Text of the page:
Mark Gilbert's Blog

Science and technology, served light and fluffy.

Seeing the Lines

For most of the last two years, I’ve played chess with a couple of the guys in the office.  One of them, Jack (not his real name), has played a LOT of chess in his time, and has competed often.  So, when I say that I "play chess" what I’m really saying is that I move pieces around the board and try to make Jack work for his win.  It’s all in good fun.

Even better than being able to laugh off a fabulously bad move, or marvel at a stellar one, is simply learning to play better.  Jack is more than willing to explain why he made the move he did, and what it "got him" – better position, opening up possibilities for later, forcing me to move one of my pieces out of his way, and so on.  He’s also very good about explaining the pros and cons of the moves I make, showing me how moving my bishop there instead of here would have been a stronger move, and why.  He is a very good teacher.

One of the points that he frequently comes back to is the concept of "lines".  With the exception of knights, chess pieces move in straight lines. As a result, positioning those pieces so they are on "good" lines becomes very important in the game.  More than once I’ve seen him move a rook (for example) onto a particular column on the board, and then not touch it again for 5 moves.  What I discovered on move 6 was that he was herding my king to that line, and removing the intervening pieces one by one.  He could see how the game was likely to unfold, and put the rook into position to be ready to strike when everything was in place.

It’s a skill I’ve struggled to gain, let alone master – to be able to see the lines, and move pieces accordingly.

What I’ve realized in the last week is that I’ve actually been playing another game of chess at home.  For the last 18 months, I’ve been working on a prototype of a system that I think has commercial potential.  For most of the last year, I’ve been letting thoughts about how I would take this commercially simmer and stew in the back of my head, and collecting thoughts as they came up (a lot of my side projects work like that – collect ideas until I reach critical mass, and then move on it).  Part of that simmer-timer was to compile a list of systems and applications that would conceivably be competition.  This past week it was time to start organizing those thoughts, and really start moving the business side of this little endeavor forward.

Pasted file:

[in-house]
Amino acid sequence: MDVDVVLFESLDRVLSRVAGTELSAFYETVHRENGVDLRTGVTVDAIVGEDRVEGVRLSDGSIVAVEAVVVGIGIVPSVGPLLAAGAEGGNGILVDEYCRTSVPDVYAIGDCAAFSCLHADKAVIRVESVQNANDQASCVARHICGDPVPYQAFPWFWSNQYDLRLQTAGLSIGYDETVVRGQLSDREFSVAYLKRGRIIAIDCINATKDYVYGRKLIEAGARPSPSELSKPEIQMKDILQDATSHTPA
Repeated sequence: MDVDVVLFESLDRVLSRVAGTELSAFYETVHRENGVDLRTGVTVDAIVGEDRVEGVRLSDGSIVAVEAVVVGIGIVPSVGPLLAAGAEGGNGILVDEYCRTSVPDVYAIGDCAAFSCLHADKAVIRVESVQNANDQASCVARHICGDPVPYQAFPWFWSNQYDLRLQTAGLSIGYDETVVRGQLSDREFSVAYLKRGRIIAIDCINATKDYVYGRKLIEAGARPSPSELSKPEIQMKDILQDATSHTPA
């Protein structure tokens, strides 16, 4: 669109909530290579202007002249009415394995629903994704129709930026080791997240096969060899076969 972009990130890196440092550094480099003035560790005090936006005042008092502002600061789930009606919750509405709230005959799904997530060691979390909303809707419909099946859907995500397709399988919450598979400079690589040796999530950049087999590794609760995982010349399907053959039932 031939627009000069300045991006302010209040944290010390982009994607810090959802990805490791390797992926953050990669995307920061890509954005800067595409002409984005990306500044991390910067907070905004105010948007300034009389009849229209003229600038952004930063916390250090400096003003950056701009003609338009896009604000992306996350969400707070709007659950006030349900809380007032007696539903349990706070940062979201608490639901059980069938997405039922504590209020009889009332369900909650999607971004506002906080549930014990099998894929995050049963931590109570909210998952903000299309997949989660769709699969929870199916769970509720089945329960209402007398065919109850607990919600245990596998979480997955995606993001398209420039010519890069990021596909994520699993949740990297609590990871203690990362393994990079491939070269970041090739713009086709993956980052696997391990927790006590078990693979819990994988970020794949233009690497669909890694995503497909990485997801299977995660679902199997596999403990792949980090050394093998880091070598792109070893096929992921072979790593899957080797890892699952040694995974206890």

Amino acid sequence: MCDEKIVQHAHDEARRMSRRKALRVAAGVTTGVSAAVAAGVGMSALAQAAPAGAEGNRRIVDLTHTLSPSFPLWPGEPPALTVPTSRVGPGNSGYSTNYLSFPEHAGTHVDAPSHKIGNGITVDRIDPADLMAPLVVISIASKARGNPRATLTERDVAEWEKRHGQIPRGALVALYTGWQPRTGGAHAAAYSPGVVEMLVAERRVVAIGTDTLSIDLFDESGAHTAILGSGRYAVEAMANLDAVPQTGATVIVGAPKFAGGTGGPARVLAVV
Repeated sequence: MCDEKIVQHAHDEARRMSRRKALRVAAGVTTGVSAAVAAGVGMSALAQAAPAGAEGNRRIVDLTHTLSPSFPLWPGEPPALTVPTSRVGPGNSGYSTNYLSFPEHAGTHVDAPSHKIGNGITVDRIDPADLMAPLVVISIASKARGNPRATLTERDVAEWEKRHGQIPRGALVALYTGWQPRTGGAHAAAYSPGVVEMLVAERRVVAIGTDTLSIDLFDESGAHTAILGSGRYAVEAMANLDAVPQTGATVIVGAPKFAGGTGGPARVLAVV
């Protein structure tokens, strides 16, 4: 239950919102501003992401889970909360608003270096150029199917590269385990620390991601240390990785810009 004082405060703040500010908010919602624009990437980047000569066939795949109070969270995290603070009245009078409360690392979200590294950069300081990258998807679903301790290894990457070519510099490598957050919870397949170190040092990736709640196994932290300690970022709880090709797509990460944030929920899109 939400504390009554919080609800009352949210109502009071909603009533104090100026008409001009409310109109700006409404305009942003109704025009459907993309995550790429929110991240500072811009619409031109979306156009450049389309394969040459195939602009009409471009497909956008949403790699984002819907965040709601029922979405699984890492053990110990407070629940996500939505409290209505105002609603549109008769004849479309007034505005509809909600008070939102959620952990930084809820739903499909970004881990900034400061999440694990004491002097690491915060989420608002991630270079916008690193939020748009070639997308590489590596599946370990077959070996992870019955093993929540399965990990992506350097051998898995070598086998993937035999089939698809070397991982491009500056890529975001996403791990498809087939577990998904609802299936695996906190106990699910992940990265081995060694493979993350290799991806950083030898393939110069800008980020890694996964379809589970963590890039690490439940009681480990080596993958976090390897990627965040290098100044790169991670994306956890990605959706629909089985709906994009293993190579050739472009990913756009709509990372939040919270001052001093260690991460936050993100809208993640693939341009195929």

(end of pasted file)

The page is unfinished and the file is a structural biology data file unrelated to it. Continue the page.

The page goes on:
In the course of checking out those other systems, I realized there were already two applications that did much of what I wanted mine to do.  I never seriously suspected that what I was building was, at its core, unique, but I had hoped that there were pieces that would make mine easier to use, easier to extend, easier to deploy – something that would set mine apart from the others and allow me to capitalize on it.

Which brings me back to chess.  I think I’m having trouble "seeing the lines" again.  On the surface it looks like what I’ve built very closely resembles what is already out there.  Trying to field a third product that does the same thing seems silly, especially since I can only devote about 5 hours a week on it.  At that rate, I simply can’t afford to go up against those other products with a product that merely replicates what they do.  In other words, I can’t play by their rules.  I need to find my own line.

I think my options at this point are 1) find a way to distinguish it in the current market, or 2) create a new market that I’m the first and only player in.  I don’t see the strategy – the line – that will lead me, 5 moves from now, successfully down either of those roads. 

To further complicate things, I’m also been asking myself "Are these my only two options?"  Am I failing to see yet another line?


October 15, 2010 - Posted by | General

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